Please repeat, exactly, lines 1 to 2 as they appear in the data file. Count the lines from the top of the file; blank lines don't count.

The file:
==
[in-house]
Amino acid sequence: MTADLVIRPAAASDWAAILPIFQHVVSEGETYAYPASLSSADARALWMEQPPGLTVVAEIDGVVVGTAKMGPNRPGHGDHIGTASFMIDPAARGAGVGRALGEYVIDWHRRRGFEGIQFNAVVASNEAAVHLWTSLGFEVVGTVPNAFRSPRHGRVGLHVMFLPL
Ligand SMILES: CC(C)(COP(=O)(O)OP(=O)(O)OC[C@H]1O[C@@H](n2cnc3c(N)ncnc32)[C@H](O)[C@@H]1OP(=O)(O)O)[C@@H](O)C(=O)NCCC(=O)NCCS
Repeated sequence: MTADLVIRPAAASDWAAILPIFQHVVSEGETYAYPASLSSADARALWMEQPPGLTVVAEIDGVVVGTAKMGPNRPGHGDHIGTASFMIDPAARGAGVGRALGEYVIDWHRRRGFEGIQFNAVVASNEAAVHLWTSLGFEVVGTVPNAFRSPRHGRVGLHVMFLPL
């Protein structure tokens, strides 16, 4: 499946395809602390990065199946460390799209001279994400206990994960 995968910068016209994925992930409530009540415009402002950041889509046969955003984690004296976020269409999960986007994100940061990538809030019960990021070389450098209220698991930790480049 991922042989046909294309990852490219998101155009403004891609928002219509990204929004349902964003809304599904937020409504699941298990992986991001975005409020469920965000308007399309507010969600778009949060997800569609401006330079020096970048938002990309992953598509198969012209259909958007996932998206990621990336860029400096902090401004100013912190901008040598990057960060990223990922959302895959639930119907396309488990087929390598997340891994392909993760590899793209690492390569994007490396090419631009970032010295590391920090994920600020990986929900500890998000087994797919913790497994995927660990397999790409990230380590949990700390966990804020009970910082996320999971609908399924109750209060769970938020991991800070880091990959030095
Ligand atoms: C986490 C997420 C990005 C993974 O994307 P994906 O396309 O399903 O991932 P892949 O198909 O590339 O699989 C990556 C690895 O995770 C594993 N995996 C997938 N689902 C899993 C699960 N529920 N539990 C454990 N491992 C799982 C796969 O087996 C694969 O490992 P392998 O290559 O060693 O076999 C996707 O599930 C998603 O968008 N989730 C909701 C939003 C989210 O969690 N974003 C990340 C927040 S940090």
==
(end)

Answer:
[in-house]
Amino acid sequence: MTADLVIRPAAASDWAAILPIFQHVVSEGETYAYPASLSSADARALWMEQPPGLTVVAEIDGVVVGTAKMGPNRPGHGDHIGTASFMIDPAARGAGVGRALGEYVIDWHRRRGFEGIQFNAVVASNEAAVHLWTSLGFEVVGTVPNAFRSPRHGRVGLHVMFLPL